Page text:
Dover man gets 4 years for attempting to falsify court-ordered drug test
The Star-Ledger Archive
COPYRIGHT © The Star-Ledger 2005
Date: 2005/01/11 Tuesday Page: 032 Section: MORRIS Edition: MORRIS Size: 389 words
By MARGARET McHUGH
A heroin user caught using a prosthesis to try to pass a drug test pleaded guilty yesterday and faces up to four years in state prison.
John Gatanas, 28, of Dover will be kicked out of the Morris County Drug Court program for admitting he tried to falsify a drug test and then ran from the courtroom to avoid being jailed on Nov. 20, 2003.
Answering questions from defense attorney James Porfido and Assistant Prosecutor Charles O’Connell, Gatanas acknowledged that he faked his urine exam using the strap-on Original Whizzinator, which according to its Web site is foolproof and undetectable.
Gatanas’ probation officer noticed the $150 prosthesis while Gatanas was giving a urine sample as part of his drug court obligation. Drug court allows participants to avoid jail, but it has stringent requirements, including routine drug testing.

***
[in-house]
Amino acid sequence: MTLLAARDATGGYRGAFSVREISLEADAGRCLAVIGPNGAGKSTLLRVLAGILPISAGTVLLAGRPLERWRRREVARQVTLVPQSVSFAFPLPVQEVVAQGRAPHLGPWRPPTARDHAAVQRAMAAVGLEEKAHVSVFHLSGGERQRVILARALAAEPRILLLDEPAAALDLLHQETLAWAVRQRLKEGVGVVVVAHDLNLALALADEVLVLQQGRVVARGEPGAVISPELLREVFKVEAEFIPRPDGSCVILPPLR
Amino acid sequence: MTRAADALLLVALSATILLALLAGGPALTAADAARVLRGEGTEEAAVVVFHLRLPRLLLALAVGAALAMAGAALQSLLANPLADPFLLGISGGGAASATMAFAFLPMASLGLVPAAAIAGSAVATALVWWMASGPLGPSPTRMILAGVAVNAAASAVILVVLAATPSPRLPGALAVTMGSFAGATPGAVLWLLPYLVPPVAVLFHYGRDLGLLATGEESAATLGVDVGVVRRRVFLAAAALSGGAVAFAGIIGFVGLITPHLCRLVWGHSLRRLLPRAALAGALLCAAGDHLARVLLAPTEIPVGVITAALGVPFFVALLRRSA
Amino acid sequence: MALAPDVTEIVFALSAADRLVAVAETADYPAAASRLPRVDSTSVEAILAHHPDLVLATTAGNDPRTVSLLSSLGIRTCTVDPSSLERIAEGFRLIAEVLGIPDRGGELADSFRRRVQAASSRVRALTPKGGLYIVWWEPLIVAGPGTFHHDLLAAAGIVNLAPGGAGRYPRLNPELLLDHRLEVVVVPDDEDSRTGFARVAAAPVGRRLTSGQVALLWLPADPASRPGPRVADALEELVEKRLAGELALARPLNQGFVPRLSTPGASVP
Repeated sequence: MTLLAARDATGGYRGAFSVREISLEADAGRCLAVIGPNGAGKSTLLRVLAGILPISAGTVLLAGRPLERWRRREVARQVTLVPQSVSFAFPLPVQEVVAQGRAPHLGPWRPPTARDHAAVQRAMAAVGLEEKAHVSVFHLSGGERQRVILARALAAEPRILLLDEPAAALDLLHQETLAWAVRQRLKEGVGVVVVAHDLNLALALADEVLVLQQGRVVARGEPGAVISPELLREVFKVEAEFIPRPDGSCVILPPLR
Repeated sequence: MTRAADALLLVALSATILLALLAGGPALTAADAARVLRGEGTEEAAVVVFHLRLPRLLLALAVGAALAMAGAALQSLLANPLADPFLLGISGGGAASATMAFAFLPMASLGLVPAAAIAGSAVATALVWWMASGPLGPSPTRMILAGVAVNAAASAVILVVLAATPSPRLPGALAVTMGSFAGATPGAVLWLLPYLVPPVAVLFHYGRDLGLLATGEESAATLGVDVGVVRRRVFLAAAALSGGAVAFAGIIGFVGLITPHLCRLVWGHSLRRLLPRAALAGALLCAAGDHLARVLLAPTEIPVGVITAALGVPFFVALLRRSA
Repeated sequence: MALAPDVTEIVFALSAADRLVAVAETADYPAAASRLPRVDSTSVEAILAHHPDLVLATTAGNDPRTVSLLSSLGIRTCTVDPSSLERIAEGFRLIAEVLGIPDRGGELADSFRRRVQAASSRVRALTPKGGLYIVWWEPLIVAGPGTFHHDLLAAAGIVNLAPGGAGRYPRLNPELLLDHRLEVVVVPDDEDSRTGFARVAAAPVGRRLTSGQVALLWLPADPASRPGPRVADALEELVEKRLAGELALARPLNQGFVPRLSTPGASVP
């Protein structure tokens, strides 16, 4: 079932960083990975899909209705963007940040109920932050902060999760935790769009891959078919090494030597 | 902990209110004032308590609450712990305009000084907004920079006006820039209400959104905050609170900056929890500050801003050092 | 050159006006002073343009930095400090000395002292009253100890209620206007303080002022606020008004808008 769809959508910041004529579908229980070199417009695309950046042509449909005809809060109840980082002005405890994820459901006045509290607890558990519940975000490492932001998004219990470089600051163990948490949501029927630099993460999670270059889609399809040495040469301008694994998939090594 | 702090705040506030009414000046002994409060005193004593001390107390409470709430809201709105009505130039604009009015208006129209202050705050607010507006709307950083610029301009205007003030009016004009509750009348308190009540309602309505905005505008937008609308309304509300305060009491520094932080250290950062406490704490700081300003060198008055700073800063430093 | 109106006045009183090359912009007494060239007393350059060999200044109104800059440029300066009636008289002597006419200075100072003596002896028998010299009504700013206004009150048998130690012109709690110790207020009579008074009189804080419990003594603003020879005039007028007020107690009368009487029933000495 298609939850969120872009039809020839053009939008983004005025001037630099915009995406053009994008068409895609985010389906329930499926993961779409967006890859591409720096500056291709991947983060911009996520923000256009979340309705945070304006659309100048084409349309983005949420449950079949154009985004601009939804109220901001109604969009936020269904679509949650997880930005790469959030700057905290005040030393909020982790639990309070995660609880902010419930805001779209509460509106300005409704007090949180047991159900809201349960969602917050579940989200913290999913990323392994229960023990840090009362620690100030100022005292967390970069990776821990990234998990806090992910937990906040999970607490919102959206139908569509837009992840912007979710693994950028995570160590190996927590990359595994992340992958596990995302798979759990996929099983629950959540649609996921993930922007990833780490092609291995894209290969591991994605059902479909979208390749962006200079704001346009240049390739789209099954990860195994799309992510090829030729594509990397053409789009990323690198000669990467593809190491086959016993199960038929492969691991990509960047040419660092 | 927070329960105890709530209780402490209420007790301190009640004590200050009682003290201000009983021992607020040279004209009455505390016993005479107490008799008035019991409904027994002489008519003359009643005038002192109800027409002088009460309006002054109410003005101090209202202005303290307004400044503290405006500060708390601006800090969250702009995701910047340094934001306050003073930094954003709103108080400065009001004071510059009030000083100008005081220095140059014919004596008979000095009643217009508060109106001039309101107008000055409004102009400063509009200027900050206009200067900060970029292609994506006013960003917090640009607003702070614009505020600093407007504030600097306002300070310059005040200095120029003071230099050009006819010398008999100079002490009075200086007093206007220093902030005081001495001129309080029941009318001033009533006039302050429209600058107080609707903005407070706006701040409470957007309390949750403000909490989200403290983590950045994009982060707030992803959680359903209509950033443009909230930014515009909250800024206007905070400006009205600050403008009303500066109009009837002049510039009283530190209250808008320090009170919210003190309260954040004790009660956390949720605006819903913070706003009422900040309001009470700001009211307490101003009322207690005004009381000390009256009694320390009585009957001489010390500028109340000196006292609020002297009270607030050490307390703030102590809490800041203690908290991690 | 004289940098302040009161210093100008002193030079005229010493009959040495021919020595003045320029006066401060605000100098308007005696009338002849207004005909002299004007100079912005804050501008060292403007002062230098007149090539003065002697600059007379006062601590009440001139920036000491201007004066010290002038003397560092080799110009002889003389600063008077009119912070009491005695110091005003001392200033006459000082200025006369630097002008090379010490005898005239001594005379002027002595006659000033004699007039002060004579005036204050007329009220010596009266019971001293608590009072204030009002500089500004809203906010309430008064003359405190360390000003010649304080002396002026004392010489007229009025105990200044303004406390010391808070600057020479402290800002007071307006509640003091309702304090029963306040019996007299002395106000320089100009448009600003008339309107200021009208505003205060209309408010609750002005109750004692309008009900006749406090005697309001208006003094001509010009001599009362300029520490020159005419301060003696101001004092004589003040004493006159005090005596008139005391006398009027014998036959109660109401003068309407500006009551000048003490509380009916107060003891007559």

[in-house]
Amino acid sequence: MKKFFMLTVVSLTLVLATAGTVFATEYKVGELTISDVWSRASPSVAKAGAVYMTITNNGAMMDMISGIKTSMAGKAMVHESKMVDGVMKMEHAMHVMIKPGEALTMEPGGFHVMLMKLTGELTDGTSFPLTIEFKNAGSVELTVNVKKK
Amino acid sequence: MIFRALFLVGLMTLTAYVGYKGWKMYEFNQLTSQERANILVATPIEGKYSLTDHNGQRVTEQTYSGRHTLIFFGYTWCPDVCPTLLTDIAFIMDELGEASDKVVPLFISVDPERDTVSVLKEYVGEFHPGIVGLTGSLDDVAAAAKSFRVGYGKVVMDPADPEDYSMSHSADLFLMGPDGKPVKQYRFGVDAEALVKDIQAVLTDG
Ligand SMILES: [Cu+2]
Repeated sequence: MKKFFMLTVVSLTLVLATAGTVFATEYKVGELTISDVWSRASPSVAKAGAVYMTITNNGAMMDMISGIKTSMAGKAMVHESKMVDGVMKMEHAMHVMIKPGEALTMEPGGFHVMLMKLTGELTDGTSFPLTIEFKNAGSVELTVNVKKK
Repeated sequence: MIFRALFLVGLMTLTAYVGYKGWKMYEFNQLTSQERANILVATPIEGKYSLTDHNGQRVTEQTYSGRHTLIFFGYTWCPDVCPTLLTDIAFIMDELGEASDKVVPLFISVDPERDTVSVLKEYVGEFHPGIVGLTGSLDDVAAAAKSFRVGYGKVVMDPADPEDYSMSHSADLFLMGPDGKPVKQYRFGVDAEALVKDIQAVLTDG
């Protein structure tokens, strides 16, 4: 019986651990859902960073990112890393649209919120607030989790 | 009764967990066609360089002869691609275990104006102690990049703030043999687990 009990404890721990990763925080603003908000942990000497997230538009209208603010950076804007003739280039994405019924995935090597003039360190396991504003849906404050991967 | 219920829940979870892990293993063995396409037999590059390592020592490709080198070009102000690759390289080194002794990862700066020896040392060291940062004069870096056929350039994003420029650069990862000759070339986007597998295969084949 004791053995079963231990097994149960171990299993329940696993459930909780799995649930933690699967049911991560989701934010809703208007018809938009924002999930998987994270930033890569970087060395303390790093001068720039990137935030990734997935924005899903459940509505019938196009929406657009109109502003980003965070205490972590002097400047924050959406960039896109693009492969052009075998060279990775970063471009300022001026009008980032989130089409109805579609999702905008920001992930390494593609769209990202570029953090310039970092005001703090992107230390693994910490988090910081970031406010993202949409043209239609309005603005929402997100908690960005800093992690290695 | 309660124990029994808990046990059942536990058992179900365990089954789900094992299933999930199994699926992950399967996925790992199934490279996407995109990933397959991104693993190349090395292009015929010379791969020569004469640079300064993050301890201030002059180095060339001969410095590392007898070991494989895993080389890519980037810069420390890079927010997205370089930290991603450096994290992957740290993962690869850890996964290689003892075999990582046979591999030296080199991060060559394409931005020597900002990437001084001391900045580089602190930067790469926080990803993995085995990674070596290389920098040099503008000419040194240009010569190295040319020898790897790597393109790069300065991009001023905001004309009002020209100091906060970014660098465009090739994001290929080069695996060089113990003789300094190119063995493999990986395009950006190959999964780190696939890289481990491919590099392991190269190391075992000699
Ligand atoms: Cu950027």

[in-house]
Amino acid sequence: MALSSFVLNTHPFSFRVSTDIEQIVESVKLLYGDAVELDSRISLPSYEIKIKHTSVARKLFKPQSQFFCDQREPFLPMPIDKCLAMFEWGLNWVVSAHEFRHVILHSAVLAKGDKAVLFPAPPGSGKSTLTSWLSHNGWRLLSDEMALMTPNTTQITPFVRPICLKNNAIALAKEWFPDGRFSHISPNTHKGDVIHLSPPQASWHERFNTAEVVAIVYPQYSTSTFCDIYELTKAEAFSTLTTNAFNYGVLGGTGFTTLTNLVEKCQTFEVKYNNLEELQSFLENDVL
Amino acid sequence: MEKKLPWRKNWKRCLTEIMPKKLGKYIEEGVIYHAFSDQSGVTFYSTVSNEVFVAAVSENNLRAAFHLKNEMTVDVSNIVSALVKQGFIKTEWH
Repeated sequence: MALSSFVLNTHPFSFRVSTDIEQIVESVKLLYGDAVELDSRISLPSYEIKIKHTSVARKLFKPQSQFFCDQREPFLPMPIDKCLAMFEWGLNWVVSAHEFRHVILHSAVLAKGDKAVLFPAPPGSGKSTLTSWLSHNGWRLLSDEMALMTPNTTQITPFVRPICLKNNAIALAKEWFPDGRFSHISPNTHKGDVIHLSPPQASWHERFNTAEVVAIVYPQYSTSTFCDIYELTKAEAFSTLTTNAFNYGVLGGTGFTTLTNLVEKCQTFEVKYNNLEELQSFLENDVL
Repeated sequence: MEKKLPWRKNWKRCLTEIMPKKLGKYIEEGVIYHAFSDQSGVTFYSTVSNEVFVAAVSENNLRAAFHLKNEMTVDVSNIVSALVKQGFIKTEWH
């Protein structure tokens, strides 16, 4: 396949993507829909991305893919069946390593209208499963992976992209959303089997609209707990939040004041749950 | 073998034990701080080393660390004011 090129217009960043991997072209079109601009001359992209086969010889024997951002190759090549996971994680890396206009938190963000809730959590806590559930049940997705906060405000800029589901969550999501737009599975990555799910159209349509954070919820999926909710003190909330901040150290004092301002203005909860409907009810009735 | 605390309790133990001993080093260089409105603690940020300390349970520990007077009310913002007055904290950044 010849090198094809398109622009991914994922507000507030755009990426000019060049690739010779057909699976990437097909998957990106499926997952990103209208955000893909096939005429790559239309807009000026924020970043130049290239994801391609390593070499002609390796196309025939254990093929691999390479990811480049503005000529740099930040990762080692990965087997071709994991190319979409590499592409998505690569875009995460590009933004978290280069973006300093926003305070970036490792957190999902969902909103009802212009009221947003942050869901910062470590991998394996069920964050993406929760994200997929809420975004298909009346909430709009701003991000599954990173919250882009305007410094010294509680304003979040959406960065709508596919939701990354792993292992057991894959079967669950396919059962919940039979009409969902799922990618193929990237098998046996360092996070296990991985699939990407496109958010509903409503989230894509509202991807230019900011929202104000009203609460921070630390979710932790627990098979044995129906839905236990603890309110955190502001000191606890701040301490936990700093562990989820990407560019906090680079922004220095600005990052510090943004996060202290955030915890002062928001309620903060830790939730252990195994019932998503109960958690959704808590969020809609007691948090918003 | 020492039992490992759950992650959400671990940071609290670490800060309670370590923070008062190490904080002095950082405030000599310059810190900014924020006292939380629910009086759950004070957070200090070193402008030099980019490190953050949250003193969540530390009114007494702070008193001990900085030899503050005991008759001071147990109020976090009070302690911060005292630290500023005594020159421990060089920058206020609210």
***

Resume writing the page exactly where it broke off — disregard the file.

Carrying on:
Had Gatanas tested positive for drugs in his urine, he would have violated probation, but he wouldn’t necessarily have been kicked out of drug court.
While waiting for Superior Court Judge John Harper to send him to jail for the drug court violation, Gatanas bolted from the courtroom.
“You fled the courtroom, right?” O’Connell asked yesterday, and Gatanas said yes.
Gatanas also was charged with aggravated assault for nearly striking an officer with his car trying to get away, but that charge will be dismissed under the plea deal, O’Connell said.
Gatanas entered drug court in August 2002 instead of having to serve a three-year prison term for a shoplifting conviction, authorities said.
Gatanas was the first participant in Morris County Drug Court caught using the Whizzinator. Harper said Gatanas’ failure in drug court was “a real disappointment” but urged him to get treatment.
“I just don’t want to see you continue to throw your life away,” Harper said. The judge will sentence Gatanas March 4.
Gatanas will have to serve at least two years of his sentence before becoming eligible for parole under his plea deal. He has been behind bars more than 13 months.